As for me, my continuing endeavours in the City have earned me a further promotion this year. My annual bonus was the largest I’ve ever received. It seemed only fair to treat myself to a new sports car on the proceeds – a two-seater Porsche 911 GT3, which features a six-cylinder naturally aspirated engine capable of as much as 500 HP, a top speed of 198 mph and 0-60 acceleration of 3.5 seconds. Never let it be said that, in my career and as head of the household, I do not continue to set a good example for my family.
You can therefore imagine my surprise when I discovered that each member of my family had made separate plans for the festive season. Caroline, rejected of course by medical school, has set off with a travelling theatre company for a tour of Europe. When Trudy took a phone call from her last night, the girl revealed that by Christmas she would be in Turkey. Trudy laughed and said, “What a suitable place to spend Christmas.” I do not see why as it is 99 per cent Muslim.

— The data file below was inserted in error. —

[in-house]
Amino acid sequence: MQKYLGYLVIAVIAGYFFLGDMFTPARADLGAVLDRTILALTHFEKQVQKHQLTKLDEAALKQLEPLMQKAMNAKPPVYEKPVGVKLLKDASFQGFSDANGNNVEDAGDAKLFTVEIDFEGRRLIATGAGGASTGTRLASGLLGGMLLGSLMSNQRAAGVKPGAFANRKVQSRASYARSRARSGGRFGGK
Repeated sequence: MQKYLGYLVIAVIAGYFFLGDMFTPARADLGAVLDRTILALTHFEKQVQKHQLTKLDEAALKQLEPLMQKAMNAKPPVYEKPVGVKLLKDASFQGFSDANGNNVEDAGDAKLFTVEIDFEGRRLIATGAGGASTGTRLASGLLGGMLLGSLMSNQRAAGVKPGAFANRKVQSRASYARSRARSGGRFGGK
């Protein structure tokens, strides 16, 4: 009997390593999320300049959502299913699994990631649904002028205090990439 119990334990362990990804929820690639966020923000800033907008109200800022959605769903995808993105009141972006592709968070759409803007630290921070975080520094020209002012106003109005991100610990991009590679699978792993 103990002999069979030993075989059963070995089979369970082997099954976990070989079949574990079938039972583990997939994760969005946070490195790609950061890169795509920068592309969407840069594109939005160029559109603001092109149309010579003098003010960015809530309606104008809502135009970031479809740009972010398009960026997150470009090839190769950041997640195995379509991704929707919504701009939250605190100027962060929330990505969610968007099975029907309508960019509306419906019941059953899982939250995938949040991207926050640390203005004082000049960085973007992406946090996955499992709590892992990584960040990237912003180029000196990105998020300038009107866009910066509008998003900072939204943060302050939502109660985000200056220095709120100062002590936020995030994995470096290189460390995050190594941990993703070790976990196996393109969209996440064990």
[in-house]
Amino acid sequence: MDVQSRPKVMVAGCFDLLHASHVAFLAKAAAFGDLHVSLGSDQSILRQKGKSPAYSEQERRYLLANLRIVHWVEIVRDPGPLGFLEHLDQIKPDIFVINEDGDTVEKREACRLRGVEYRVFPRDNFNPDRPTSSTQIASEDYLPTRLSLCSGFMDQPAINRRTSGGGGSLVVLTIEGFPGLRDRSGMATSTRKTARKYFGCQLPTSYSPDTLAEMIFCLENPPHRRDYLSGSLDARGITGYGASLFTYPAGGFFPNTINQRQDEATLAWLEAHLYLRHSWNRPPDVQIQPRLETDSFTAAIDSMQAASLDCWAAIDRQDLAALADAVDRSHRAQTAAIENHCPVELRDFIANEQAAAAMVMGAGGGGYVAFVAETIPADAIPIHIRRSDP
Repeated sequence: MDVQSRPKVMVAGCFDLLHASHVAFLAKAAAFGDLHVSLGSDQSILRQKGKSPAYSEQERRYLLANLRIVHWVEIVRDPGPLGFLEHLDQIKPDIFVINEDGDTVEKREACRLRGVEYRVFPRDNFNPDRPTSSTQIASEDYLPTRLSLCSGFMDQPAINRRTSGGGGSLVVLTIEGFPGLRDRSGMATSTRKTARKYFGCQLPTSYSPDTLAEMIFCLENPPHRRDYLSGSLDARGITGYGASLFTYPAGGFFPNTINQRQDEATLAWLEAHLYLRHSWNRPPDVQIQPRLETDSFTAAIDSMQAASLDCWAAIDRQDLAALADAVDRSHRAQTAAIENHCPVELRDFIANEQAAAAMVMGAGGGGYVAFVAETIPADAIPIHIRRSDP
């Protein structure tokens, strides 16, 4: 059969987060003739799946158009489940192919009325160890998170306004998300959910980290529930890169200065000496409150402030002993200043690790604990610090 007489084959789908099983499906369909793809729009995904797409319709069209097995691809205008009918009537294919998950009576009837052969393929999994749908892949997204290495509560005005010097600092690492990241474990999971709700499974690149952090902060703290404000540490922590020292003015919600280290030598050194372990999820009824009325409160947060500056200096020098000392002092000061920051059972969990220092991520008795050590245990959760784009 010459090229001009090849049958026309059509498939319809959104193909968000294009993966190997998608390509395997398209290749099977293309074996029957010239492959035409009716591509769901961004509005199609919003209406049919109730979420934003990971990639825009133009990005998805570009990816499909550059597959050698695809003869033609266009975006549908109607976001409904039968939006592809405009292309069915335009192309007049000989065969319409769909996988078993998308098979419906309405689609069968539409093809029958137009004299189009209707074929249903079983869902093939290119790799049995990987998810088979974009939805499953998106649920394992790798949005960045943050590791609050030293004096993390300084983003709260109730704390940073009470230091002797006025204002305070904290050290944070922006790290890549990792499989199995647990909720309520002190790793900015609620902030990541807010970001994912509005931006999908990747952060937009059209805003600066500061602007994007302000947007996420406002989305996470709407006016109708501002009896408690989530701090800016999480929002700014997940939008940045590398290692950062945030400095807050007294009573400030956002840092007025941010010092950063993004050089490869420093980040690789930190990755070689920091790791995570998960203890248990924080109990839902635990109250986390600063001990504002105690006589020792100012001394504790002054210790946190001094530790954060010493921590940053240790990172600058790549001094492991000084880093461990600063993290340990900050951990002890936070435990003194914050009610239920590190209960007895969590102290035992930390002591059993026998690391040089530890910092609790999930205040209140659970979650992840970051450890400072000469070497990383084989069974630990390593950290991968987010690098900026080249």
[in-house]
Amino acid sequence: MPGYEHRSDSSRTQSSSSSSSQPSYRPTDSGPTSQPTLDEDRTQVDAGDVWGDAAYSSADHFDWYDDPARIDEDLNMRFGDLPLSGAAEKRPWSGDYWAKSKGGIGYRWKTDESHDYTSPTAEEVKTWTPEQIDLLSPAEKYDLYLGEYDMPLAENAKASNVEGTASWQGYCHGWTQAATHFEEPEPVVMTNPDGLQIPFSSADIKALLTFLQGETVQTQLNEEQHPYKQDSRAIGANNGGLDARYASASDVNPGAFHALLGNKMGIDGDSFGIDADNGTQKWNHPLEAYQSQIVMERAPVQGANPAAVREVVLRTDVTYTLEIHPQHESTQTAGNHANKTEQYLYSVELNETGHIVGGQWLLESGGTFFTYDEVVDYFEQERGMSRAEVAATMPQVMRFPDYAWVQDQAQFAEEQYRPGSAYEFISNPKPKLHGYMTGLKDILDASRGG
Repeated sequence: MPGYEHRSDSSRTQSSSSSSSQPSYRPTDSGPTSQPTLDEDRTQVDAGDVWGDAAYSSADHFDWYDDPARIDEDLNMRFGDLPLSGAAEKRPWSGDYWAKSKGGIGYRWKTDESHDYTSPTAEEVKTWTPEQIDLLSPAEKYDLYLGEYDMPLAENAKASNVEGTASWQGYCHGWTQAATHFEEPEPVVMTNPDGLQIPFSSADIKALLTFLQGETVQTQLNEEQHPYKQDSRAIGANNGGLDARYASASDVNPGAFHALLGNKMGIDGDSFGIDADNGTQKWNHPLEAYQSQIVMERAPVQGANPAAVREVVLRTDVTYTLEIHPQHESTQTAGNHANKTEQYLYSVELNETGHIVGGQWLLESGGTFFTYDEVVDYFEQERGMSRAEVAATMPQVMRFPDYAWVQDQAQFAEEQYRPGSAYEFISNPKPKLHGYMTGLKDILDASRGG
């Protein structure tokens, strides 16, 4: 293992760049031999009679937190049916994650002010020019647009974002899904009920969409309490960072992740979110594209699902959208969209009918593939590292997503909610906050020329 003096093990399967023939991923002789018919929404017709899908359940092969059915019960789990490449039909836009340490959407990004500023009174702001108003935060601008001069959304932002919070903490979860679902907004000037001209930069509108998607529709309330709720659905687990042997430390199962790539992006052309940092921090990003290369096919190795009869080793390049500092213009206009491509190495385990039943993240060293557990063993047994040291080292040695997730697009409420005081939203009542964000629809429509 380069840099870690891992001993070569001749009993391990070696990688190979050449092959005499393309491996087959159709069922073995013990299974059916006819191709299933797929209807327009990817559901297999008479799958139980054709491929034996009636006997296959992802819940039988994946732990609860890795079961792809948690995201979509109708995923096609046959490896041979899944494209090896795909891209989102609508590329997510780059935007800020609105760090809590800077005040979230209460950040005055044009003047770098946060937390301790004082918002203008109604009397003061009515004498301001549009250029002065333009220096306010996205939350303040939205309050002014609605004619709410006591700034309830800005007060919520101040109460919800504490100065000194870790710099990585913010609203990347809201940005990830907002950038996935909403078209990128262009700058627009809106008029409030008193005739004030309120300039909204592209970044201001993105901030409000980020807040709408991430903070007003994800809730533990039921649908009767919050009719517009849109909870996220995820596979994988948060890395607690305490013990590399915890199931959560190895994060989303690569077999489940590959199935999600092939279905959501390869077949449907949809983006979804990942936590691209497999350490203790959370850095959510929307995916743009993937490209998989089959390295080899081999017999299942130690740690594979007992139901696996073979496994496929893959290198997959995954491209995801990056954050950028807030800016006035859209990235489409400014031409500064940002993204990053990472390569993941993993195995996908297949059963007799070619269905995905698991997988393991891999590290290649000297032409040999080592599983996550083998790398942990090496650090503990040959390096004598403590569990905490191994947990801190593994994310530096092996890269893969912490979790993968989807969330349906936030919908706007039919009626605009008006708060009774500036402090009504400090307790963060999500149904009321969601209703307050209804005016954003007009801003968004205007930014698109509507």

David, meanwhile, will be spending the school holidays performing in London with his band, paid for and, I hope, supervised by the television company. I remain deeply concerned about his attitude to his studies: he left behind the revision bag of schoolbooks that I had carefully packed for him.
In their absence, Trudy has now announced that she’ll be working at the refuge throughout the Christmas holidays. Apparently Alan (or is it Andrew?) was especially keen to have her there. You’d think at her age she’d know better than to put up with such obvious bullying. Anyone would think she was the homeless one.
I am therefore writing to you now, my dear friends and relations, to offer you the opportunity to have me spend the festive season with you. I’m afraid I won’t be able to satisfy you all, so it must be first come, first served. I apologise in advance to those who will inevitably be disappointed. I look forward to sharing more Christmas cheer with you.
I anticipate your prompt reply.
“The Christmas Letter” is one of twelve seasonal stories featured in
now available as an ebook from all the usual online retailers for just 99p/99c,
or in paperback for just £5/$8 (ISBN 978-0993087929)